In 2014 Sun Kil Moon found their oeuvre with a record many instantly deemed classic: Benji, in which frontman Mark Kozelek put up front a lifetime of experience and poignant stories of those lost in his life, with a density of language that bordered on spoken word, and a frankness rarely seen in any medium. On Universal Themes he retreats from this boldness, his stories no longer upfront but introverted somehow – and yet the album is twice as ambitious because of it.
Novelist David Foster Wallace was obsessed with the idea of boredom, and the need for distraction. His final novel, The Pale King, was set in an IRS Station and was about exactly that. He was also an essayist, and one of his more famous speeces on the topic is titled “This is Water” and begins with this story:
“There are these two young fish swimming along, and they happen to meet an older fish swimming the other way, who nods at them and says, “Morning, boys, how’s the water?” And the two young fish swim on for a bit, and then eventually one of them looks over at the other and goes, “What the hell is water?””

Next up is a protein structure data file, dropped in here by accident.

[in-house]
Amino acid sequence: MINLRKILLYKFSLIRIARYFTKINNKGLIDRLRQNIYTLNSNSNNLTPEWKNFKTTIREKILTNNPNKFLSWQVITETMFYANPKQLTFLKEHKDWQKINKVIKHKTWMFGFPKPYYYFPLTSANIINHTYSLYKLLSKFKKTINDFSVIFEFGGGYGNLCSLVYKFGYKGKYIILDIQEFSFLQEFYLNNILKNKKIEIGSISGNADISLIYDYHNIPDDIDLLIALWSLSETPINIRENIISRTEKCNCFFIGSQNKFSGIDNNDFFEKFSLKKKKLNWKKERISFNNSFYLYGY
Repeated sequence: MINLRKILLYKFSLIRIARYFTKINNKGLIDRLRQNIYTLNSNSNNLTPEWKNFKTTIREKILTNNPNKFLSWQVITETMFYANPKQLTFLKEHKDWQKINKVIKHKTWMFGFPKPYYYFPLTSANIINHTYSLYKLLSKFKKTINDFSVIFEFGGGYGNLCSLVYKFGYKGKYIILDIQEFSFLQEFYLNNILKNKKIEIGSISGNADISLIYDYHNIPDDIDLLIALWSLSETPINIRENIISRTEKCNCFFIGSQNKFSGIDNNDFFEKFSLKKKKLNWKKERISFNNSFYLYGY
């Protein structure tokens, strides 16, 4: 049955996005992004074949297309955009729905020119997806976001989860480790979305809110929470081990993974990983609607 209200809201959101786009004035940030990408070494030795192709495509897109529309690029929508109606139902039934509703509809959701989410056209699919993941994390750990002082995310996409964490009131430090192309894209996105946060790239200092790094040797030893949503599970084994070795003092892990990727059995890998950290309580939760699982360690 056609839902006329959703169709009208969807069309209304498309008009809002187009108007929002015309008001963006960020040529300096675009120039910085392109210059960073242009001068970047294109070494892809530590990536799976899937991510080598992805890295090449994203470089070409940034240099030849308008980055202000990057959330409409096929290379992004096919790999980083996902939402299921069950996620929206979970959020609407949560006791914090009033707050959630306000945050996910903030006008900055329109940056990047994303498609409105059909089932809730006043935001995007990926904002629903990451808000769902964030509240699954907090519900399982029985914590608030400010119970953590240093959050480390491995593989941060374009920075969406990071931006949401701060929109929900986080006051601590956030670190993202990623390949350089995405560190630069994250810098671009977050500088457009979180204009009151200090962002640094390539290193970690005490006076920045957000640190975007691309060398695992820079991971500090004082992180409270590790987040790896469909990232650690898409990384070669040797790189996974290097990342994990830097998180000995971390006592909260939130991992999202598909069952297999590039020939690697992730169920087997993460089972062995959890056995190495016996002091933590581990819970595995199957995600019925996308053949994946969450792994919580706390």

Wallace’s point is this: the un-thought-of, tedious realities of life are often the most telling and important, and that to understand this necessitates awareness of, and attentiveness to, dull truths that are all around us – yet often go unmentioned. On the amazing Benji Mark Kozelek stunned by frankly delivering heart-wrenching stories of those he’s lost, drawing to attention the million coincidences and dark ironies that surrounded their passing. Universal Themes strives for a similar poignancy, but does it by telling tales of nothing.